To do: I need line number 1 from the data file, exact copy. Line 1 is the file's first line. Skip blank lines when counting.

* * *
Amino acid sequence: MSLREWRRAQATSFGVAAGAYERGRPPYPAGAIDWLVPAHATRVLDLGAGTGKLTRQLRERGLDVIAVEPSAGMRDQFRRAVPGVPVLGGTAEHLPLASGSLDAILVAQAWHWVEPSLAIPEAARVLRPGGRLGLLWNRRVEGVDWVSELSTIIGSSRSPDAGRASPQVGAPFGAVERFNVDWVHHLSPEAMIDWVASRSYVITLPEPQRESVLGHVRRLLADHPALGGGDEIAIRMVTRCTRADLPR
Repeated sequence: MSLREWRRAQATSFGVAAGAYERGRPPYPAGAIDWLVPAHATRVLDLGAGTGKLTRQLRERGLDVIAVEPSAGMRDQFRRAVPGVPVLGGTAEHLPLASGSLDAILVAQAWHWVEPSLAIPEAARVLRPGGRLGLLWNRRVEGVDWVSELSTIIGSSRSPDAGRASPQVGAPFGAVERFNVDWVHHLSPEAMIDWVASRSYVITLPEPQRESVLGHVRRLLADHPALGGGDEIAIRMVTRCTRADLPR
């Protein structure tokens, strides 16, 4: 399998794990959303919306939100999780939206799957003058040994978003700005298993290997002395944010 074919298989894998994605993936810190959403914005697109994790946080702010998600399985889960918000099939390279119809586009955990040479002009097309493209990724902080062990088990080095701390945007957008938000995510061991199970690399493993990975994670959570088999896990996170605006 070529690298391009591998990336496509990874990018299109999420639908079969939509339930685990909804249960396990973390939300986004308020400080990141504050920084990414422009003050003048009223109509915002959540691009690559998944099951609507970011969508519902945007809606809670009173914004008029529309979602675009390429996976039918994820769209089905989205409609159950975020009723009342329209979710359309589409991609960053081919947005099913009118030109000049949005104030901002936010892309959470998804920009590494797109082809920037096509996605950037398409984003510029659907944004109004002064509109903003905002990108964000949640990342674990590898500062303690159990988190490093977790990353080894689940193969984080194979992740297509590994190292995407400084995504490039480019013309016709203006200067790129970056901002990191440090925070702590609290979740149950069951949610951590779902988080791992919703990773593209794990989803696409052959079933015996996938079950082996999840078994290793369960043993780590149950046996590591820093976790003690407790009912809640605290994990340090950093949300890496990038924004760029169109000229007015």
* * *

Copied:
Amino acid sequence: MSLREWRRAQATSFGVAAGAYERGRPPYPAGAIDWLVPAHATRVLDLGAGTGKLTRQLRERGLDVIAVEPSAGMRDQFRRAVPGVPVLGGTAEHLPLASGSLDAILVAQAWHWVEPSLAIPEAARVLRPGGRLGLLWNRRVEGVDWVSELSTIIGSSRSPDAGRASPQVGAPFGAVERFNVDWVHHLSPEAMIDWVASRSYVITLPEPQRESVLGHVRRLLADHPALGGGDEIAIRMVTRCTRADLPR